Davie was born in Grangemouth in 1920 and studied at Edinburgh College of Art in the late 1930s. An early exhibition of his work came through the Society of Scottish Artists.

 

After the Second World War, Davie travelled widely and in Venice became influenced by other painters of the period, such as Paul Klee, Jackson Pollock and Joan Miró, as well as by a wide range of cultural symbols. In particular, his painting style owes much to his affinity with Zen. Having read Eugen Herrigel's book Zen in the Art of Archery (1953) he assimilated the spontaneity which Zen emphasises.

 

Declaring that the spiritual path is incompatible with planning ahead, he has attempted to paint as automatically as possible, which is intended to bring forth elements of his unconscious. In this, he shares a vision with surrealist painters such as Miró, and he has also been fascinated by the work of psychoanalyst Carl Jung.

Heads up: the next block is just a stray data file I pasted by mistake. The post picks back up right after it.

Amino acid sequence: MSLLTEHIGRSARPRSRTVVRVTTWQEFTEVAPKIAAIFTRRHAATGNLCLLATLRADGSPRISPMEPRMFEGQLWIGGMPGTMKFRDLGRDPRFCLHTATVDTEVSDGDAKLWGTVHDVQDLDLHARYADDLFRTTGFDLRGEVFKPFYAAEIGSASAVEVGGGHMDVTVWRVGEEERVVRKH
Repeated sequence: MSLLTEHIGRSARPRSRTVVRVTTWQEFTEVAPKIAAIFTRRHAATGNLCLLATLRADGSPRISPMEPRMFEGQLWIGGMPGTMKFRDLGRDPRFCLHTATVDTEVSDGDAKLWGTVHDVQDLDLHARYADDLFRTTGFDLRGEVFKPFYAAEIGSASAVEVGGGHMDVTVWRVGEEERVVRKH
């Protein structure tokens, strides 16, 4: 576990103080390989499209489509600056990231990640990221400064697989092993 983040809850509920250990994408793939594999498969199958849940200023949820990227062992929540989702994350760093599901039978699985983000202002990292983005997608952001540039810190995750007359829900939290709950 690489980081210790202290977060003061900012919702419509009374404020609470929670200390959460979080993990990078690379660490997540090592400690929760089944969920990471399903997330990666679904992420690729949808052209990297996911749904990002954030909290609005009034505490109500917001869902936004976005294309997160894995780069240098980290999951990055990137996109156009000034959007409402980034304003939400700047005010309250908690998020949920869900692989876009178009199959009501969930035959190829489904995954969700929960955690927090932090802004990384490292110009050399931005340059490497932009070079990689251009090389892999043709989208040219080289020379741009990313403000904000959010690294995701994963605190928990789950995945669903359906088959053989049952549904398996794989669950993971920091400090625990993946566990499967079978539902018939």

Like Pollock, many of Davie's works have been executed by standing above the painting, which is laid on the ground. He added layers of paint until sometimes the original painting has been covered over many times. Despite the speed at which he worked (he usually had several paintings on the go at once), however, he was adamant that his images are not pure abstraction, but all have significance as symbols. Championing the primitive, he saw the role of the artist as akin to that of the shaman, and remarked upon how disparate cultures have adopted common symbols in their visual languages.